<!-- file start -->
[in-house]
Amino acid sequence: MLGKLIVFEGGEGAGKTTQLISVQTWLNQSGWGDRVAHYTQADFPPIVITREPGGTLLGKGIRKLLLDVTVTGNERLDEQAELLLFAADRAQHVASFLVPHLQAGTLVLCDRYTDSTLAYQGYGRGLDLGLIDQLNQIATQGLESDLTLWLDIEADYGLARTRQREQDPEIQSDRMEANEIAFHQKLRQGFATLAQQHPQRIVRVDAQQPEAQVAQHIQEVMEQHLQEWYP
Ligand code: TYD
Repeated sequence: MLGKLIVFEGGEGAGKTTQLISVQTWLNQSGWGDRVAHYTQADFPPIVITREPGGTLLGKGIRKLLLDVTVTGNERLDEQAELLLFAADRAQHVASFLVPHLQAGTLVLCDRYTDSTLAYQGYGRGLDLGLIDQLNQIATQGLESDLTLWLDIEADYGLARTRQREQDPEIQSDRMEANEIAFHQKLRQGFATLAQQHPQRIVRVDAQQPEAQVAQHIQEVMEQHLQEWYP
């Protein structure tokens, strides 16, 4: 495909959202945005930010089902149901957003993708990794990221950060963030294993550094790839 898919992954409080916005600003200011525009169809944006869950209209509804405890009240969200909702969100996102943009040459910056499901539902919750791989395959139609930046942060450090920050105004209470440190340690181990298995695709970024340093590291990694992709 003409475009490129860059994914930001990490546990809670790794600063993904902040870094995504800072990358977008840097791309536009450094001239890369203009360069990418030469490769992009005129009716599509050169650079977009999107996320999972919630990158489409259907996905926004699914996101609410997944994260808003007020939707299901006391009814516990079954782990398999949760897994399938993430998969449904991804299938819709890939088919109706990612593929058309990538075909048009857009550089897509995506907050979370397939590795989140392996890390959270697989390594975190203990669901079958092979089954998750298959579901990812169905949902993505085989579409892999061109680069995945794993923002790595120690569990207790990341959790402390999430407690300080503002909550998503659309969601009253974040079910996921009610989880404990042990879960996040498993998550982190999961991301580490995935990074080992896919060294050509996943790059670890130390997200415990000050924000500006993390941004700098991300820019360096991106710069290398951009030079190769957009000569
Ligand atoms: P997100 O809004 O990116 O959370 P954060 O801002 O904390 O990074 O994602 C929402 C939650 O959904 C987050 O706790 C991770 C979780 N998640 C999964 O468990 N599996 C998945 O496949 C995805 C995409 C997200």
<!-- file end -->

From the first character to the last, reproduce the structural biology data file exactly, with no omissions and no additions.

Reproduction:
[in-house]
Amino acid sequence: MLGKLIVFEGGEGAGKTTQLISVQTWLNQSGWGDRVAHYTQADFPPIVITREPGGTLLGKGIRKLLLDVTVTGNERLDEQAELLLFAADRAQHVASFLVPHLQAGTLVLCDRYTDSTLAYQGYGRGLDLGLIDQLNQIATQGLESDLTLWLDIEADYGLARTRQREQDPEIQSDRMEANEIAFHQKLRQGFATLAQQHPQRIVRVDAQQPEAQVAQHIQEVMEQHLQEWYP
Ligand code: TYD
Repeated sequence: MLGKLIVFEGGEGAGKTTQLISVQTWLNQSGWGDRVAHYTQADFPPIVITREPGGTLLGKGIRKLLLDVTVTGNERLDEQAELLLFAADRAQHVASFLVPHLQAGTLVLCDRYTDSTLAYQGYGRGLDLGLIDQLNQIATQGLESDLTLWLDIEADYGLARTRQREQDPEIQSDRMEANEIAFHQKLRQGFATLAQQHPQRIVRVDAQQPEAQVAQHIQEVMEQHLQEWYP
């Protein structure tokens, strides 16, 4: 495909959202945005930010089902149901957003993708990794990221950060963030294993550094790839 898919992954409080916005600003200011525009169809944006869950209209509804405890009240969200909702969100996102943009040459910056499901539902919750791989395959139609930046942060450090920050105004209470440190340690181990298995695709970024340093590291990694992709 003409475009490129860059994914930001990490546990809670790794600063993904902040870094995504800072990358977008840097791309536009450094001239890369203009360069990418030469490769992009005129009716599509050169650079977009999107996320999972919630990158489409259907996905926004699914996101609410997944994260808003007020939707299901006391009814516990079954782990398999949760897994399938993430998969449904991804299938819709890939088919109706990612593929058309990538075909048009857009550089897509995506907050979370397939590795989140392996890390959270697989390594975190203990669901079958092979089954998750298959579901990812169905949902993505085989579409892999061109680069995945794993923002790595120690569990207790990341959790402390999430407690300080503002909550998503659309969601009253974040079910996921009610989880404990042990879960996040498993998550982190999961991301580490995935990074080992896919060294050509996943790059670890130390997200415990000050924000500006993390941004700098991300820019360096991106710069290398951009030079190769957009000569
Ligand atoms: P997100 O809004 O990116 O959370 P954060 O801002 O904390 O990074 O994602 C929402 C939650 O959904 C987050 O706790 C991770 C979780 N998640 C999964 O468990 N599996 C998945 O496949 C995805 C995409 C997200």